The Importance of Cabling

April 1, 1998
Perhaps one of the most important things in regard to implementing technology in schools is also the most overlooked and underappreciated: cabling.

Perhaps one of the most important things in regard to implementing technology in schools is also the most overlooked and underappreciated: cabling. Cabling is the underpinning of networks-wide-area networks, local-area networks, cable TV, intranets and the Internet. How well the cabling infrastructure is planned today determines how fast the technology information teachers and students will need tomorrow can be obtained.

Cabling as infrastructure

Designing a cabling system that just complies with today's standards can result in an infrastructure that may be obsolete in two or three years. Therefore, always put in too much cabling; it never will be enough. Because the system will only be as strong as the weakest link, put in the highest quality cabling, components and hardware. Also, keep in mind that cabling does go bad, so figure on having extra wire.

The evolution and growth of applications and new technologies are driving the need for higher-value and higher-performance premise cabling. Cabling must meet the needs of today's applications and prepare for future high-speed applications of 622 Mbps and beyond.

It was never expected that the industry could develop copper cabling better and faster than category 5, but they have. Advances in speed and functionality of copper and fiber to the workstation have given educators capabilities only dreamed of in the past. Now, information moves at speeds considered impossible only a few years ago. Several manufacturers are providing 15-year performance warranties on well-engineered performance-verified total cabling systems. Manufacturers of category 5, 6 and 7 copper cables are supplying cables that cover the entire spectrum from DC to 1.2 GHz and higher.

The next millennium

As we approach the next millennium, it is interesting to look back at how rapidly telecommunications technologies have changed in the last decade. Ten years ago, many in this business thought that 100 MHz/100 Mbps on copper cabling was unattainable. Today, we discuss 155 Mbps, 622 Mbps and eventually attaining 1,000 Mbps. Subjects discussed daily include 10BASE-T, 100BASE-TX, ATM and GHz ethernet.

When preparing to install the cabling infrastructure, past practices must be re-examined, re-evaluated and, in most cases, abandoned in favor of new methods and techniques. Whatever surprises may be waiting, few would doubt that copper and fiber-optic cabling will form the physical foundation upon which these information networks will be established.

A school wants its structured cable system to last for at least 15 years. The system should be expected to meet the normal demands placed on today's system, as well as tomorrow's challenges. Today's high-performance network cables are much more sensitive than older voice and low-speed data telecommunication cables. The new cables are extremely susceptible to external influences such as unwanted signal noise, NEXT (crosstalk, near or far end), EMI/RFI (electromagnetic interference/radio frequency interference), and extreme temperature variances, to name a few.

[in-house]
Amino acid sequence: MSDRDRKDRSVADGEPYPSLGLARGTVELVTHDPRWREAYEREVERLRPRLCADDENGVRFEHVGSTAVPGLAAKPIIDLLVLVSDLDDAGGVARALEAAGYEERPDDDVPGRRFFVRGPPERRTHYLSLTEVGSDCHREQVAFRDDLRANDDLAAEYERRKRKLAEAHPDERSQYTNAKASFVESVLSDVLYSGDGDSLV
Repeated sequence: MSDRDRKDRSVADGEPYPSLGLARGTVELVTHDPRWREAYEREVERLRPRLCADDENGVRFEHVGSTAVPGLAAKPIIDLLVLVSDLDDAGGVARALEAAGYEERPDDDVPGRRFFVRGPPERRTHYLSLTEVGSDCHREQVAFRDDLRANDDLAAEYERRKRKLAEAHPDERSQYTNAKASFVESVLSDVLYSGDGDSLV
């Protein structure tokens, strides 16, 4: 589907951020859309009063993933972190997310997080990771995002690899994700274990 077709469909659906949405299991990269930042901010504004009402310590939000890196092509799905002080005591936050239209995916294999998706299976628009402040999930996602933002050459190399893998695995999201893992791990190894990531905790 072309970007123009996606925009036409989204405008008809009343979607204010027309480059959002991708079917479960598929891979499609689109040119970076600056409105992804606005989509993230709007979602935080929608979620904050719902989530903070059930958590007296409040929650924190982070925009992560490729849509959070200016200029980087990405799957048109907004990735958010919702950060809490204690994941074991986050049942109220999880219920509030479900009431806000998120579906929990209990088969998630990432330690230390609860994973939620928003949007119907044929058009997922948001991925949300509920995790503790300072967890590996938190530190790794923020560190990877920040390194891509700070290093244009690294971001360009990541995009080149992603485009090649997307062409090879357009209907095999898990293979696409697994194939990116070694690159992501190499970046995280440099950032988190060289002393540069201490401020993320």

Cabling is not created equal

All category 5 cables meet the basic requirements established for today's network needs. However, among these cables, there is a considerable difference in maximum performance. Remember that category 5 criteria is a minimum benchmark, and it may be wise to specify or buy components and materials that exceed these minimums.

At present, asynchronous transfer mode (ATM) is popular because it provides scaleable performance from 25 Mbps to 622 Mbps, depending on the media chosen. ATM was designed to carry data, voice and video, and its switched technology also avoids bandwidth contention.

Fast ethernet (100BASE-T) provides 100 Mbps speeds and uses category 5 UTP. It is being used mostly for connection of server farms and for 100 Mbps dedicated port switching where high-bandwidth is needed. The use of fast ethernet for backbone technologies has some limiting distance factors relating to collision domains. Gigabit ethernet (1000BASE-T) is evolving and will take some time to become mature enough to use as a backbone. The future of gigabit ethernet is still debatable, especially for backbone use.

One of the most crucial decisions to be made when designing education facilities is which cable infrastructure will support independent technologies and multiple vendor products.

It is a generally recognized industry fact that approximately 70 percent of network downtime is due to cabling improprieties. This usually can be attributed to poor selection of wire, terminations and connections.

About the Author

C. William Day | Former Senior Analyst

Day is former senior analyst at KBD Planning Group, Young Harris, Ga., a firm specialized in educational facilities and technology planning.

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